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SAFE HARBOR #3: Rules and Consequences

Make clear rules and enforce them with consistency and appropriate consequences:

  • Draw clear lines between what is allowed and what isn’t allowed.
  • Include your child in deciding what the rules are and what will happen if they are broken.
  • Build respect and trust by being fair and consistent.
  • Make and explain a rule against underage alcohol use.
  • Reward your child for not breaking the rules.

Why is it important to set rules for your child and to stand by the rules you have set?

Discipline from parents helps children learn self-discipline, which helps them live happy and healthy lives.

Parents who set and stick by the rules show their children that they are cared for.

Children are less likely to experiment with alcohol when their parents set a clear rule forbidding underage alcohol use and give reasons for this rule.

Rules provide children with a safe framework in which to take healthy risks.

Draw clear lines between what is allowed and what isn’t allowed. Rules are useful for schoolwork, chores, behavior at home, and behavior outside the home. Make clear rules and also be clear about what will happen if the rules are broken. Consequences should take into account your child’s age and personality and the seriousness of the situation. Consequences should also make sense. For example, if you say homework must be done before going out to play, a consequence of breaking the rule is no more outside play that day. Don’t forget to offer rewards or extra privileges for following the rules. Adapt your rules and consequences as your child gets older or situations change.

Include your child in deciding what the rules are and what will happen if they are broken. There are two benefits that come from allowing your child to suggest and comment on family rules. First, the chances are better that your child will follow the rules. Second, you are showing respect for your child’s opinions. This inclusion builds a stronger relationship between the two of you and can make your child more willing to abide by your rules. Use your discussions about rules to teach your child the consequences of decisions.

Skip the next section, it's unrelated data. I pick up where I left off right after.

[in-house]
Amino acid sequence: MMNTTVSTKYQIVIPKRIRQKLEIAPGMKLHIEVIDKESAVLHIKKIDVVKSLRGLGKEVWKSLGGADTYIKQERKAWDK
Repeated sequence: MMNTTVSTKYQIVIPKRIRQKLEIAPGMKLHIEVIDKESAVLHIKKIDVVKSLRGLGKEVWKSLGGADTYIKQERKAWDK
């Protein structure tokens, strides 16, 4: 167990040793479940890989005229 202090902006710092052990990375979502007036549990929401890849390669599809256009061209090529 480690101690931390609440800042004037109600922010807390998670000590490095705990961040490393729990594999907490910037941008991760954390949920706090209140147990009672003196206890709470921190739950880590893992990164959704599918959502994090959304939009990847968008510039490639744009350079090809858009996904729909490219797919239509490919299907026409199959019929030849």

Build respect and trust by being fair and consistent. If your child breaks the rules, enforce the consequence you have set. Otherwise, your child will come to believe that your rules are not that important and that it is okay to break them. Also, if you sometimes do not follow through, your child will tend to test other rules to see if they can be broken without consequence as well. Do not make changes to the rules based on your mood or in reaction to an upsetting incident. If you need to change the rules or consequences, talk with your child before you make any changes. If you are fair, your child will see that and be more likely to respect the rules.

Make and explain a rule against underage alcohol use. Tell your child that underage alcohol use is not acceptable and explain why. Talk about your family values and how underage alcohol use does not fit into those values. Also talk about the special dangers of alcohol to the growing body. Explain to your child that the rule is about protection, not control. Let your child know that you will support him or her in every way to resist any pressure to drink alcohol.

Reward your child for not breaking the rules. Use every opportunity you get to praise and reward your child for following the rules. Your positive response will help your child develop self-confidence and trust in his or her own judgment. It also makes the child want to continue to follow the rules.

When your child takes risks …

Some risky behavior, such as underage alcohol use, is unhealthy. Other risks, such as trying out for a sports team or meeting a new student at school, are healthy.

New challenges and situations allow children to stretch their abilities and expand their knowledge. When your child is thinking about taking a healthy risk, you can:

  • Help your child sort out the pros and cons of the risk;
  • Offer moral support;
  • Offer concrete support (such as coaching or transportation);
  • Praise and reward success; and
  • Help your child to understand and learn the lessons that come with failure.